Are scotch blends becoming sexy? Dave Broom discovers a changing world at the new Johnnie Walker Experience Centre in Edinburgh.
Scotland’s smallest bonded warehouse can be found in the depths of Diageo’s new Johnnie Walker Experience in Edinburgh’s Princes Street. As well as dramming casks from a wide range of Diageo’s makes, there’s a series of large glass vats, each containing a different blend made by one of the 12-strong blending team.
In keeping with the building’s ethos of flavour and people, after having all the blends’ flavours described, visitors can pick one to try – as they taste, the voice of the appropriate blender will go into more detail.
At the opening of this far-reaching whisky education centre, the voices were corporeal, as Emma Walker (soon to take over as master blender) and Aimée and Stuart Morrison took us through the thinking behind what, in Emma’s words, is a “showcase of the matrix of flavours”.
She adds: “You can start with the same building blocks, but even a small change will give you a very different character – to be able to do that is hugely exciting, and it surprises us still.”
“It was two solid years of work on this project,” says Stuart, who was tasked with selecting the final casks for the team to make their blends. “It was a blank sheet of paper: the dramming casks, the bottle your own, to the whiskies in the bar upstairs, and the Blenders’ Batch. Getting to secure some of those utter delights for blending was a privilege and a half.”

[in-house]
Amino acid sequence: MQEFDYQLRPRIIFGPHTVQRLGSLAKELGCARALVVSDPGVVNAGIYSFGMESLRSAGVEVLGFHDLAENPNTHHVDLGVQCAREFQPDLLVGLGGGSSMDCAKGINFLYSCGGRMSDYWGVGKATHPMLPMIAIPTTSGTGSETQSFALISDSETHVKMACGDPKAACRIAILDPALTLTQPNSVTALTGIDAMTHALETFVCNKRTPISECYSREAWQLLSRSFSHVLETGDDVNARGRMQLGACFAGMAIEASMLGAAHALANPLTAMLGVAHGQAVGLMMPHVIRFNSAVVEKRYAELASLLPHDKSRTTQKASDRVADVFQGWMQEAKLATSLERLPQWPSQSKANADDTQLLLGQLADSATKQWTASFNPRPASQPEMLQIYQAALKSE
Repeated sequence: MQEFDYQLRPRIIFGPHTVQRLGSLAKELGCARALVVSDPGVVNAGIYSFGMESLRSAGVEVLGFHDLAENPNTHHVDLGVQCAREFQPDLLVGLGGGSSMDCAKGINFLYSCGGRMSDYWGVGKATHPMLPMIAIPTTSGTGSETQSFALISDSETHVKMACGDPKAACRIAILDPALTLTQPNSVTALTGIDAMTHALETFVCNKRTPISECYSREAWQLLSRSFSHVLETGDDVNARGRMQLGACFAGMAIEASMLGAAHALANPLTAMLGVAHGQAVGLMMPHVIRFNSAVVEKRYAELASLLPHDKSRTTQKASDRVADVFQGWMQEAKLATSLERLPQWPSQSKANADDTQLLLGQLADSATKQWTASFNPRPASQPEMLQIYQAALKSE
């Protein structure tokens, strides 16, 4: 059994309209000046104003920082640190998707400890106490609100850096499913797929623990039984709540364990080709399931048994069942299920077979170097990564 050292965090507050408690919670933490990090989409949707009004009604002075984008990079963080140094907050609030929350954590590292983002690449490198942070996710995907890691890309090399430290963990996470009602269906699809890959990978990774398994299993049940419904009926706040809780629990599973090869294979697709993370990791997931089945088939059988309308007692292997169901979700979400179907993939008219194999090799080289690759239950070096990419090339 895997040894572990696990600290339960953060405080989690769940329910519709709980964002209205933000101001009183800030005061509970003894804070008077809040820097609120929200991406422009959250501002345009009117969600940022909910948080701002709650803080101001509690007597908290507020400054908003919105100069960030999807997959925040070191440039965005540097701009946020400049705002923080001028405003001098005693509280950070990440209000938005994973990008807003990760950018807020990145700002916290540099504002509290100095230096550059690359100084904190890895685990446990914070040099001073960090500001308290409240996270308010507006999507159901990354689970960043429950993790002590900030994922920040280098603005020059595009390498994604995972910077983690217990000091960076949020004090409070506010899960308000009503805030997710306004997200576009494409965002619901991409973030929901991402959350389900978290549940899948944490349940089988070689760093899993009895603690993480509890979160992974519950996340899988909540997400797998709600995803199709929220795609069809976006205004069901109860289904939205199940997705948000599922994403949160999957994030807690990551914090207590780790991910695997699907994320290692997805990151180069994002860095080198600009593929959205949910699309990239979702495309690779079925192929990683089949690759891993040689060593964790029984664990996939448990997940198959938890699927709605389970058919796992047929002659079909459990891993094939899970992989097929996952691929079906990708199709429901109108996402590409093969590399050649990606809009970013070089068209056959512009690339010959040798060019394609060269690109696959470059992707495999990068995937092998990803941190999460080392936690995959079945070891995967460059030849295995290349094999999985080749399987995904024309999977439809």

The tour is an exploration of a world of flavour, punctuated by different serves – the neat drams in the warehouse, a Highball at exactly the right time, cocktails calibrated to suit your flavour preference, before drinks in the rooftop bar. Different serves, temperatures, and tastes.
Blending is at the core, but delivered in such a way that it never feels as if you’re being battered over the head by the Striding Man’s walking cane. Instead, you are in the blenders’ world, allowing them, finally, to explain what they do, and how flavours work together.
Any conversation about scotch blends has been one-way traffic in the UK for decades, with distillers saying “try blends”, and the public (and, ahem, some bartenders) saying “no thanks”. The paradigm of “malts good, blends bad” has been a hard one to break.
I caught up with Emma and Johnnie Walker master blender Jim Beveridge (who will retire at the end of the year) soon after to tease this out further. “A big part of working with Walker has to be continuing the tradition of flavour and taste that we inherit,” says Jim. “We are custodians, and our job is to navigate through the changes that take place in the wider world and still produce that blend.”
This idea of having a responsibility to maintain a quality standard, and a flavour, has somehow been warped into the belief that blends are unchanging and therefore obsolete in a rapidly changing world.